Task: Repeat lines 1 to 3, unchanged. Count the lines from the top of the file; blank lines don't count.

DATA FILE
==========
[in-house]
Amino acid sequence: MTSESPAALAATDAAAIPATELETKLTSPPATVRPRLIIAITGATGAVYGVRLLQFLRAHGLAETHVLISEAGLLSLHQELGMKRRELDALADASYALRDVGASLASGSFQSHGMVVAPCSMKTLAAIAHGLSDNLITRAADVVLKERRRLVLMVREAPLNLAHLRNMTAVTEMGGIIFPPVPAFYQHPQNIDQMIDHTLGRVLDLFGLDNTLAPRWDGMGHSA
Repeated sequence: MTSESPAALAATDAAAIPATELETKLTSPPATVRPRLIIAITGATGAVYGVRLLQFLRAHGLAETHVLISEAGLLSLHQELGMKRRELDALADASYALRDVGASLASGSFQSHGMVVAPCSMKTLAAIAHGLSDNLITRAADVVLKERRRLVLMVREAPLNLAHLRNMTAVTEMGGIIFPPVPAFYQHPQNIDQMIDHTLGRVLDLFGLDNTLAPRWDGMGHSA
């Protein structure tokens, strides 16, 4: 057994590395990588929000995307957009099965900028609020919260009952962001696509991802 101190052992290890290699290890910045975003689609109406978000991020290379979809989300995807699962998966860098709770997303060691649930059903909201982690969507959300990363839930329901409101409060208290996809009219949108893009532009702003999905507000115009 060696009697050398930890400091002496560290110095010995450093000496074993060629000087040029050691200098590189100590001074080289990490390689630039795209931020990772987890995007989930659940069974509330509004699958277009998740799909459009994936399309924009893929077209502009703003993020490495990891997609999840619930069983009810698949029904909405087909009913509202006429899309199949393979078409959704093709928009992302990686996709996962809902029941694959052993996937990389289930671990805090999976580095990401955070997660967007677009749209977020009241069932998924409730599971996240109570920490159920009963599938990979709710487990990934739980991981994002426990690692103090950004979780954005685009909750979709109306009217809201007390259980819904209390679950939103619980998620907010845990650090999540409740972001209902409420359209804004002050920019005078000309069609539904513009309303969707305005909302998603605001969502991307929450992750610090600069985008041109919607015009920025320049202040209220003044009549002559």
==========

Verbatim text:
[in-house]
Amino acid sequence: MTSESPAALAATDAAAIPATELETKLTSPPATVRPRLIIAITGATGAVYGVRLLQFLRAHGLAETHVLISEAGLLSLHQELGMKRRELDALADASYALRDVGASLASGSFQSHGMVVAPCSMKTLAAIAHGLSDNLITRAADVVLKERRRLVLMVREAPLNLAHLRNMTAVTEMGGIIFPPVPAFYQHPQNIDQMIDHTLGRVLDLFGLDNTLAPRWDGMGHSA
Repeated sequence: MTSESPAALAATDAAAIPATELETKLTSPPATVRPRLIIAITGATGAVYGVRLLQFLRAHGLAETHVLISEAGLLSLHQELGMKRRELDALADASYALRDVGASLASGSFQSHGMVVAPCSMKTLAAIAHGLSDNLITRAADVVLKERRRLVLMVREAPLNLAHLRNMTAVTEMGGIIFPPVPAFYQHPQNIDQMIDHTLGRVLDLFGLDNTLAPRWDGMGHSA